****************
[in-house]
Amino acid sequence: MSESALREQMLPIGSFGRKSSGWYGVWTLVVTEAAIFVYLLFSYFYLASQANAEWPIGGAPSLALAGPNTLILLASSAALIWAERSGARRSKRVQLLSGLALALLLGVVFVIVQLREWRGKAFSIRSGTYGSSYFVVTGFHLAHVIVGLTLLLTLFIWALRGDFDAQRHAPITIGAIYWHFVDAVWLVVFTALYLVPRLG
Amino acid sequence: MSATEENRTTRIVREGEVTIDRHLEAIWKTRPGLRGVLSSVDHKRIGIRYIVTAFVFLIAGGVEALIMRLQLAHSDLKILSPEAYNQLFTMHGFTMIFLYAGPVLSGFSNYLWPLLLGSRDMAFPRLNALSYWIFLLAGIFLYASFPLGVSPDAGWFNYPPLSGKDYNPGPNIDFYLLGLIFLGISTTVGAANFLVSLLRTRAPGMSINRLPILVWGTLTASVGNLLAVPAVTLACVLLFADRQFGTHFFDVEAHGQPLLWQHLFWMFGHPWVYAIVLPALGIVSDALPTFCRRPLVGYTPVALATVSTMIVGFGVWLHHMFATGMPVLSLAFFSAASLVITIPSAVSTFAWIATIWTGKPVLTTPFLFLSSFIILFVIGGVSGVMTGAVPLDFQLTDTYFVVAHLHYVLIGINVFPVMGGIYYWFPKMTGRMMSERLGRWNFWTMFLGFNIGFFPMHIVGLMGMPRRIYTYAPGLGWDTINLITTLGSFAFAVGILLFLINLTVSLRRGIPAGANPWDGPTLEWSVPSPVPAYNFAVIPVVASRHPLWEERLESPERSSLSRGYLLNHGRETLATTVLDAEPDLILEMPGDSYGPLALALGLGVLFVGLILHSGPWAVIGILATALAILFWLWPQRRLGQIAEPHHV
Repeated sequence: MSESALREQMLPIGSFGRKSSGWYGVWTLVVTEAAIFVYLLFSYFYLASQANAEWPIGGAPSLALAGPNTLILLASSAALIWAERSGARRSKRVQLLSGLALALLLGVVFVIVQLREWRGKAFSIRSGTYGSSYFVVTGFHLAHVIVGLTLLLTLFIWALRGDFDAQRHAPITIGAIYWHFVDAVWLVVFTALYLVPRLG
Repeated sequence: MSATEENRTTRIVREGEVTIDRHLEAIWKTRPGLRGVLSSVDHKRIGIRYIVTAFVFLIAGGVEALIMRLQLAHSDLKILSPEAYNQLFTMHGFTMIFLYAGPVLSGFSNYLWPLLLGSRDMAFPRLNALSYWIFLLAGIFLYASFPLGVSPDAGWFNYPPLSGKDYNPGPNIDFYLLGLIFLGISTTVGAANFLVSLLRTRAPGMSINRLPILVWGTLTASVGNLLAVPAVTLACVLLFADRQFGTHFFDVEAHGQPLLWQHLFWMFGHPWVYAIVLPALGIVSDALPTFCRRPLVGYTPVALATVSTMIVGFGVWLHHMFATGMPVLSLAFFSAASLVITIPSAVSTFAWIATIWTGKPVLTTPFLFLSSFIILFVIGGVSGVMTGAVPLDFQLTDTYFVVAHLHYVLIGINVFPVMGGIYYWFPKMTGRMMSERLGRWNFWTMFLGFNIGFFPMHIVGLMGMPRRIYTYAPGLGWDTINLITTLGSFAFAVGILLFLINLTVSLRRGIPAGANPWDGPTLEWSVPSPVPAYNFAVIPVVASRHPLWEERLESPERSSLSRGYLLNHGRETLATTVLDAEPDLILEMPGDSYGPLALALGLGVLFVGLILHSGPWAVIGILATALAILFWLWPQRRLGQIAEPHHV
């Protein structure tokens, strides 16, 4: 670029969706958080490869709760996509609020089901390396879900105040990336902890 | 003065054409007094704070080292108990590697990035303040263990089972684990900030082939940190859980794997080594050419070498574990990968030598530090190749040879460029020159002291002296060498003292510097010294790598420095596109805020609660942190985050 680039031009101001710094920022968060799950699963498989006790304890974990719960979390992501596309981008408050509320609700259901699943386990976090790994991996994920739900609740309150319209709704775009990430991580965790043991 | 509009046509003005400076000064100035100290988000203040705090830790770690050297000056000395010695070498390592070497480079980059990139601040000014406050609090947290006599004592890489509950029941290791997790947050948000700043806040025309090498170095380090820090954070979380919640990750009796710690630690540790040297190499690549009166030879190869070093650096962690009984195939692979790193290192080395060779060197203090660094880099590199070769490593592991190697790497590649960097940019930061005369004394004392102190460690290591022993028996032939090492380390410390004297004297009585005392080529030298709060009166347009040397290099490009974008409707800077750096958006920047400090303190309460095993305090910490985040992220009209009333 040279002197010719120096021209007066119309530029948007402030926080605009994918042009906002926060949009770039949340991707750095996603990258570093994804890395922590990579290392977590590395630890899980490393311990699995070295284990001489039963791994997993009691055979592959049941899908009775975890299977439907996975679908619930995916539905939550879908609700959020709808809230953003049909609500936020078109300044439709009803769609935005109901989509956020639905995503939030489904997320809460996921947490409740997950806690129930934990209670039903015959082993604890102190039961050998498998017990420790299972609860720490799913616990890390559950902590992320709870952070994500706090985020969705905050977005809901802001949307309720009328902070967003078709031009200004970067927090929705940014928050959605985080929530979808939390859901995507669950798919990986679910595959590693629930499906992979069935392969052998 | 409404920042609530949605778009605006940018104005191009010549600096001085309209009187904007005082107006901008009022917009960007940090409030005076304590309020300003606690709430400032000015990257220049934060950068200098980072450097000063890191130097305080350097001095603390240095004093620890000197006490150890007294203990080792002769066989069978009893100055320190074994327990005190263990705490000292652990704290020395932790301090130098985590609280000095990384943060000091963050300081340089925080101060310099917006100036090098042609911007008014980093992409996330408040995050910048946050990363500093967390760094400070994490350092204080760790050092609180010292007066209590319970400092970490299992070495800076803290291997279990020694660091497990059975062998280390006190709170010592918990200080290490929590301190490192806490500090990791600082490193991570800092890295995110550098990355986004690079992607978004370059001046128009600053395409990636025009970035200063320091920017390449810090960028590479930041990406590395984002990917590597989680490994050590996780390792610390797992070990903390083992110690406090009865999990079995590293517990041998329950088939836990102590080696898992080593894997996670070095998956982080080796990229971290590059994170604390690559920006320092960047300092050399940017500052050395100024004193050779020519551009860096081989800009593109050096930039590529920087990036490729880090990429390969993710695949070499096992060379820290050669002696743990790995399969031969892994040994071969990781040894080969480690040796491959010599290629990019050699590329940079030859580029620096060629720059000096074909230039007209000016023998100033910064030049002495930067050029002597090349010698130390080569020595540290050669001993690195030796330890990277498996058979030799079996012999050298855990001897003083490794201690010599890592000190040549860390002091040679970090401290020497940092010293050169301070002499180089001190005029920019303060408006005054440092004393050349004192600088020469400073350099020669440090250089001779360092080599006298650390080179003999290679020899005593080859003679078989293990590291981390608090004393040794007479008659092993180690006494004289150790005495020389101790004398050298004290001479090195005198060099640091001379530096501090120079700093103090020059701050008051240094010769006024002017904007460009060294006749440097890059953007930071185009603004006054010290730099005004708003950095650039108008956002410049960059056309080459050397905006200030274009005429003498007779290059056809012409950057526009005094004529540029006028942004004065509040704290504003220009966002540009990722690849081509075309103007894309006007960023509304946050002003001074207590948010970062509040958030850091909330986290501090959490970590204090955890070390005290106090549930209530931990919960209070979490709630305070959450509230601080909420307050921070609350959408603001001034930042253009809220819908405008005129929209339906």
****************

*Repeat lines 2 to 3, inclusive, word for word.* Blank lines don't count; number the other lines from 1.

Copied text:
Amino acid sequence: MSESALREQMLPIGSFGRKSSGWYGVWTLVVTEAAIFVYLLFSYFYLASQANAEWPIGGAPSLALAGPNTLILLASSAALIWAERSGARRSKRVQLLSGLALALLLGVVFVIVQLREWRGKAFSIRSGTYGSSYFVVTGFHLAHVIVGLTLLLTLFIWALRGDFDAQRHAPITIGAIYWHFVDAVWLVVFTALYLVPRLG
Amino acid sequence: MSATEENRTTRIVREGEVTIDRHLEAIWKTRPGLRGVLSSVDHKRIGIRYIVTAFVFLIAGGVEALIMRLQLAHSDLKILSPEAYNQLFTMHGFTMIFLYAGPVLSGFSNYLWPLLLGSRDMAFPRLNALSYWIFLLAGIFLYASFPLGVSPDAGWFNYPPLSGKDYNPGPNIDFYLLGLIFLGISTTVGAANFLVSLLRTRAPGMSINRLPILVWGTLTASVGNLLAVPAVTLACVLLFADRQFGTHFFDVEAHGQPLLWQHLFWMFGHPWVYAIVLPALGIVSDALPTFCRRPLVGYTPVALATVSTMIVGFGVWLHHMFATGMPVLSLAFFSAASLVITIPSAVSTFAWIATIWTGKPVLTTPFLFLSSFIILFVIGGVSGVMTGAVPLDFQLTDTYFVVAHLHYVLIGINVFPVMGGIYYWFPKMTGRMMSERLGRWNFWTMFLGFNIGFFPMHIVGLMGMPRRIYTYAPGLGWDTINLITTLGSFAFAVGILLFLINLTVSLRRGIPAGANPWDGPTLEWSVPSPVPAYNFAVIPVVASRHPLWEERLESPERSSLSRGYLLNHGRETLATTVLDAEPDLILEMPGDSYGPLALALGLGVLFVGLILHSGPWAVIGILATALAILFWLWPQRRLGQIAEPHHV